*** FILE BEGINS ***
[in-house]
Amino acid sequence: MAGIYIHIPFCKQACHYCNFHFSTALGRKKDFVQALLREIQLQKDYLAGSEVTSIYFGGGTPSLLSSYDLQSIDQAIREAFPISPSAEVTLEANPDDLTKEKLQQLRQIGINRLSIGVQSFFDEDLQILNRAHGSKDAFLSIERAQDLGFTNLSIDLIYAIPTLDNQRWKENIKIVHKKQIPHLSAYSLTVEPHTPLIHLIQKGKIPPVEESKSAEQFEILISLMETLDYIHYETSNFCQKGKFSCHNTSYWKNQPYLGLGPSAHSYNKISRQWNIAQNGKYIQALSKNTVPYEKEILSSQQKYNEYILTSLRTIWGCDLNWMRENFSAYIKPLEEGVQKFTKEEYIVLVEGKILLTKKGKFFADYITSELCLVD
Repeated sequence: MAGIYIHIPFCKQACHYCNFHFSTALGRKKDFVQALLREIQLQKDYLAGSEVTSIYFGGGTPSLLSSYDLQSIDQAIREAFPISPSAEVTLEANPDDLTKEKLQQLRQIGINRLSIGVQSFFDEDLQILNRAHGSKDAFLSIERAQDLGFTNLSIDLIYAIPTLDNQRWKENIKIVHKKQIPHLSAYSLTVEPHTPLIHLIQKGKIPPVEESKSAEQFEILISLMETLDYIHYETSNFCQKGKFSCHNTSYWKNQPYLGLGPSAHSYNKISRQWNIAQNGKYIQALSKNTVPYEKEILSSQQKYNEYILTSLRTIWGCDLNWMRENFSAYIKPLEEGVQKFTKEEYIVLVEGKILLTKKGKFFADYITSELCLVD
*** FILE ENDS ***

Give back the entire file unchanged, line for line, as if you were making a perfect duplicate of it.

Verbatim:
[in-house]
Amino acid sequence: MAGIYIHIPFCKQACHYCNFHFSTALGRKKDFVQALLREIQLQKDYLAGSEVTSIYFGGGTPSLLSSYDLQSIDQAIREAFPISPSAEVTLEANPDDLTKEKLQQLRQIGINRLSIGVQSFFDEDLQILNRAHGSKDAFLSIERAQDLGFTNLSIDLIYAIPTLDNQRWKENIKIVHKKQIPHLSAYSLTVEPHTPLIHLIQKGKIPPVEESKSAEQFEILISLMETLDYIHYETSNFCQKGKFSCHNTSYWKNQPYLGLGPSAHSYNKISRQWNIAQNGKYIQALSKNTVPYEKEILSSQQKYNEYILTSLRTIWGCDLNWMRENFSAYIKPLEEGVQKFTKEEYIVLVEGKILLTKKGKFFADYITSELCLVD
Repeated sequence: MAGIYIHIPFCKQACHYCNFHFSTALGRKKDFVQALLREIQLQKDYLAGSEVTSIYFGGGTPSLLSSYDLQSIDQAIREAFPISPSAEVTLEANPDDLTKEKLQQLRQIGINRLSIGVQSFFDEDLQILNRAHGSKDAFLSIERAQDLGFTNLSIDLIYAIPTLDNQRWKENIKIVHKKQIPHLSAYSLTVEPHTPLIHLIQKGKIPPVEESKSAEQFEILISLMETLDYIHYETSNFCQKGKFSCHNTSYWKNQPYLGLGPSAHSYNKISRQWNIAQNGKYIQALSKNTVPYEKEILSSQQKYNEYILTSLRTIWGCDLNWMRENFSAYIKPLEEGVQKFTKEEYIVLVEGKILLTKKGKFFADYITSELCLVD